26 thoughts on “Glow worm update

  1. It’s tough to take photos of a light source.


  2. How exciting to find and photograph several. I’ve no ideas on taking photos – and have never seen any in this part of the world, but maybe we haven’t searched hard enough?


  3. I’ve never seen a glow worm but you could try an LED light source. They’re adjustable and don’t cost much. I use one for mushrooms and other things that grow in dark places.


    • I’ve just been checking that out and the Macro ring flashes are cheaper than I thought they were. Another thing for my “wish list”. (I know you meant torches but that’s the problem of the internet-temptation of things we didn’t know existed.) Amelia


  4. Amelia, I use an LED head torch when on a g-w hunt…
    to avoid falling over objects, etc.
    I have used that before now when photographing night objects…
    and I have also stuck folded layers of greaseproof/tracing paper over the flash to reduce its output and diffuse the light…
    the great joy with that method is… film being free these days…
    is that you can experiment in comfort….
    a handful of vegetation in a beaker and a small object amongst the stems…
    stood on a table….
    that has worked fine for me
    with a glass of vino to assist focus, of course.
    All flashes differ… but, as a guideline, I found 16 layers gave manageable results…
    with my on-camera flash that is.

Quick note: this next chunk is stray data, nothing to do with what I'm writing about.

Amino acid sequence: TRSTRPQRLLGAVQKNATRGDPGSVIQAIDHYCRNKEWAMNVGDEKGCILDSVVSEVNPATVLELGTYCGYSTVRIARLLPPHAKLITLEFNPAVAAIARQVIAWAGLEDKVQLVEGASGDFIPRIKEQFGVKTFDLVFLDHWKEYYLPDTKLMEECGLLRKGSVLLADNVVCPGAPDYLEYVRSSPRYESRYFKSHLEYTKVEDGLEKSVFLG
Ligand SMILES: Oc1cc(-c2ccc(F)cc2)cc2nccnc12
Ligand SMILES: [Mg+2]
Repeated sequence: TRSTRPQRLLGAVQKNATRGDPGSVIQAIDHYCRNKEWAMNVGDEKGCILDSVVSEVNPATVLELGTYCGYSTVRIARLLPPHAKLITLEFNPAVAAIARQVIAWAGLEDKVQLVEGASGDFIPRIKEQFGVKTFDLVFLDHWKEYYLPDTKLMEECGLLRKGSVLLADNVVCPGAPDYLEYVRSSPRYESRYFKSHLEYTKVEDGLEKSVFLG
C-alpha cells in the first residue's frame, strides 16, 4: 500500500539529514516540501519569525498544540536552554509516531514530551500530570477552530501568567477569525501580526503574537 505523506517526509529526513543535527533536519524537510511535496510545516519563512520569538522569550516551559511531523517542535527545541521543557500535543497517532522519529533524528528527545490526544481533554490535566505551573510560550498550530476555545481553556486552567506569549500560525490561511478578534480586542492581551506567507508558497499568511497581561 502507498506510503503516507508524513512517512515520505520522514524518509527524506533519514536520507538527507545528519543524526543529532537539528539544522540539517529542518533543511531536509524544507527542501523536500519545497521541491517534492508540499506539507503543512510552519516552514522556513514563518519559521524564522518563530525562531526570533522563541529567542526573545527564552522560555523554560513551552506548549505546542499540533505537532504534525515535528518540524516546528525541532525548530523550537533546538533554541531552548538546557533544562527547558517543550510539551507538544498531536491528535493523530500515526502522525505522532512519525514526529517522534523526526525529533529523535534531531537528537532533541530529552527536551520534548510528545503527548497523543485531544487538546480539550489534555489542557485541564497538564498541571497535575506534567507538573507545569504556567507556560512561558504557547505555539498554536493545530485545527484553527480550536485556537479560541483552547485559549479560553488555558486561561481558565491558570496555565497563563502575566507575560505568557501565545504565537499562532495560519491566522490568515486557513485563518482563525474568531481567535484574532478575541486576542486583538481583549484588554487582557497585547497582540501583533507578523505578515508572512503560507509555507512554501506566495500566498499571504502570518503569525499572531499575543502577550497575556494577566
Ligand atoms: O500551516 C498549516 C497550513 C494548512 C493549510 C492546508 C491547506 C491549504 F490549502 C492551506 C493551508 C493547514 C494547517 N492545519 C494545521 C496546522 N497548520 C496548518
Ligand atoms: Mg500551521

If you then stick that to two cut-down plant labels…
    you can use Blu-Tac to mount the filter away from the flash…
    some of the light then bounces off, giving you still better control.
    Hope that helps…


    • My problem was the flash was not strong enough to give me a large enough aperture even at 1000 ISO. If I diffused it further there would be less light? Amelia


      • Yes, much less…
        I forgot that you were using an SLR…
        your problem can be overcome by buying a TTL metered flash that fits in the hot-shoe…
        I have a Vivitar one… it has a clip on diffuser that you open upwards…
        that becomes a weak reflector…
        however, a bit of crumpled, then re-opened tinfoil wrapped around the reflector…
        sends almost all the light back downwards…
        when you angle the flashhead up, this downward reflection can be positioned quite accurately in front of the lens.

        LED Ring flashes are good… but give a very flat image…